April 23rd? More like February 23rd. The thermometer on the car hovered just above zero as I stepped onto the Flats at 6.30am - wishing I'd remembered my gloves, I wiped my running nose onto my sleeve! Clear blue skies and a cold northerly wind greeted me as I followed my usual Saturday morning route around the patch.
A Wheatear was soon flushed from the brooms and headed high and north - it had clearly got better places to go than hang about on a busy piece of green East London and be disturbed all day. A Yellow Wagtail flew over calling, just about lower enough to make out a bit of colour - a typical spring record, rarely do they ever stop and land. I finally added House Martin to the patch year list and a Reed Warbler was nice bonus feeding along the edge of Alexandra Lake, and has saved me a summer trip to the Park and the Shoulder of Mutton Lake to year tick the pair which now annually nest in the reeds.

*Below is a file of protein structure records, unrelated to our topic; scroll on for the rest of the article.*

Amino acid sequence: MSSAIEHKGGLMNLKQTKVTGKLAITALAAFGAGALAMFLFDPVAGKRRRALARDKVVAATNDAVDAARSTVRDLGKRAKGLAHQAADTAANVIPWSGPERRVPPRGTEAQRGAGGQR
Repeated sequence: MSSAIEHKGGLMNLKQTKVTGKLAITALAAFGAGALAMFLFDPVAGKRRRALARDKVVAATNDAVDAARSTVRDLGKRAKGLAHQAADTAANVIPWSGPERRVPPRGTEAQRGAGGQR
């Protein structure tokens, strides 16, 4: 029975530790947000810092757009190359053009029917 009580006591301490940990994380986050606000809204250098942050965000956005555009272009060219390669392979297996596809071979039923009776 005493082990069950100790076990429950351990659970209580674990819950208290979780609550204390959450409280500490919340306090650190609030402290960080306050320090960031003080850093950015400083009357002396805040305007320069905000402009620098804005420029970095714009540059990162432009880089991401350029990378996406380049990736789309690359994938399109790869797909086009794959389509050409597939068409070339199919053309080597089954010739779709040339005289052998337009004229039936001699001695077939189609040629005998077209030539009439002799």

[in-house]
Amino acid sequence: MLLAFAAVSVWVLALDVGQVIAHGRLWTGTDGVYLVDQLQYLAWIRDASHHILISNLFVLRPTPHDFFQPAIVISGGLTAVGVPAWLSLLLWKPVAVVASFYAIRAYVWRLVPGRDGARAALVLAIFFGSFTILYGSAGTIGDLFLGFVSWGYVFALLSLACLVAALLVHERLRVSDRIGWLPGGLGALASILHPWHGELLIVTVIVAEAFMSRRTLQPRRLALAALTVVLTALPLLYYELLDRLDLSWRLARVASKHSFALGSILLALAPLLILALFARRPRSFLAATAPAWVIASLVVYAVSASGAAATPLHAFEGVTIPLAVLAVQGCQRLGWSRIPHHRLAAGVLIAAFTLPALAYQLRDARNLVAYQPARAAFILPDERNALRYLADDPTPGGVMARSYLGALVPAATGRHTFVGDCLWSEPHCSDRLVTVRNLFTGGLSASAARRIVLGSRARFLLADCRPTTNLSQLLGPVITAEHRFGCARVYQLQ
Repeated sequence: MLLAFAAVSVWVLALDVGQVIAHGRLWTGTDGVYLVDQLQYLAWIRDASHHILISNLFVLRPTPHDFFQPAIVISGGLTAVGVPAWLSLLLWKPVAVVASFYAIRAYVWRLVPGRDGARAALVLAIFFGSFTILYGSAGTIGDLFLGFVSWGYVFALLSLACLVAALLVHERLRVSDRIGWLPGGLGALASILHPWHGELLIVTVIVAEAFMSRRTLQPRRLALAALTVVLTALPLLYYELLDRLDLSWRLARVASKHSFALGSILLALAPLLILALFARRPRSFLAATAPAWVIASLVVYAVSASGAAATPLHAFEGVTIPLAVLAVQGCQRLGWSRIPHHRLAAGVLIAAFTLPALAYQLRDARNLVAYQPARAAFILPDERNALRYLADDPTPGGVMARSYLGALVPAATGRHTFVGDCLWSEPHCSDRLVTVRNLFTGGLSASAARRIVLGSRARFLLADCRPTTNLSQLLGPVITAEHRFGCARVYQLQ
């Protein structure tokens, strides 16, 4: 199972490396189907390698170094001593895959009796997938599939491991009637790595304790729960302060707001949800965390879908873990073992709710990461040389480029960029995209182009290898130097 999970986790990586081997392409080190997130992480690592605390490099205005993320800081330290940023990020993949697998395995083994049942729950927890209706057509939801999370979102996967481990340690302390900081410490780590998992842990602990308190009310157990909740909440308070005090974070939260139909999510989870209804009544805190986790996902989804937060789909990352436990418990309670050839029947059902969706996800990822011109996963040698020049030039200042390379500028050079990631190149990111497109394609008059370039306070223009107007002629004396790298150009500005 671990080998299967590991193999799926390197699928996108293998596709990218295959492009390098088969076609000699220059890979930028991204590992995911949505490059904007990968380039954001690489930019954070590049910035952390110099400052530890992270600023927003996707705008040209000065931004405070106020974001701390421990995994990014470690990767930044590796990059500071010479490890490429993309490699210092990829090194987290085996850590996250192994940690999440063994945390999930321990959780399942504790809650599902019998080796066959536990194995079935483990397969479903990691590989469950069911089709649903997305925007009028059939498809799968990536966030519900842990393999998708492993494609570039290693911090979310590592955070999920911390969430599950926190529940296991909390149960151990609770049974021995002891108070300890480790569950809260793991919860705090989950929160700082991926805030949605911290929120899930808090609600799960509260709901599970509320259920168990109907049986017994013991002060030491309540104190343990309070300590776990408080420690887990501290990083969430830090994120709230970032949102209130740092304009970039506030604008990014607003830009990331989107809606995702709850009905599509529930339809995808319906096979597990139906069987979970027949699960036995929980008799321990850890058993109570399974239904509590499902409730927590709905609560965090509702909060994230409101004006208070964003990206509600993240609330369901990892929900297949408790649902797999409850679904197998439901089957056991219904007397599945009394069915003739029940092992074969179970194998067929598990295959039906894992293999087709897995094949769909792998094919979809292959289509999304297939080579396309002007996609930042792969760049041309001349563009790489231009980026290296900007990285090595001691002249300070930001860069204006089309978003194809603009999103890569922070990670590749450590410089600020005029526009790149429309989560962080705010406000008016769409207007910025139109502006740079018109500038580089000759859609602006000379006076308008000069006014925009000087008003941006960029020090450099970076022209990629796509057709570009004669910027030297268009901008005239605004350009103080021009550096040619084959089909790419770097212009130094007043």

By mid-morning the sun had finally began to raise the temperature as I heard the call of another Yellow Wagtail going over - this bird seemed a bit closer, I then picked it up flying low over the grassland south of Alexandra Lake, following the birds movement it only goes and lands! A Yellow Wagtail actually landing on the Flats is not to be sniffed at, I can only remember one other occasion when I've seen a bird on the deck, all my previous records are just flyover passage birds.
It's been a slow spring and hard work on the patch of late, so seeing this bird certainly helps to keep those patch embers burning.
Slightly overshadowed by Mr Flava Wagtail, the Reed Warbler on Alexandra Lake showed well in the bushes which overhang the water, and helped to move along the Patch List to number 82.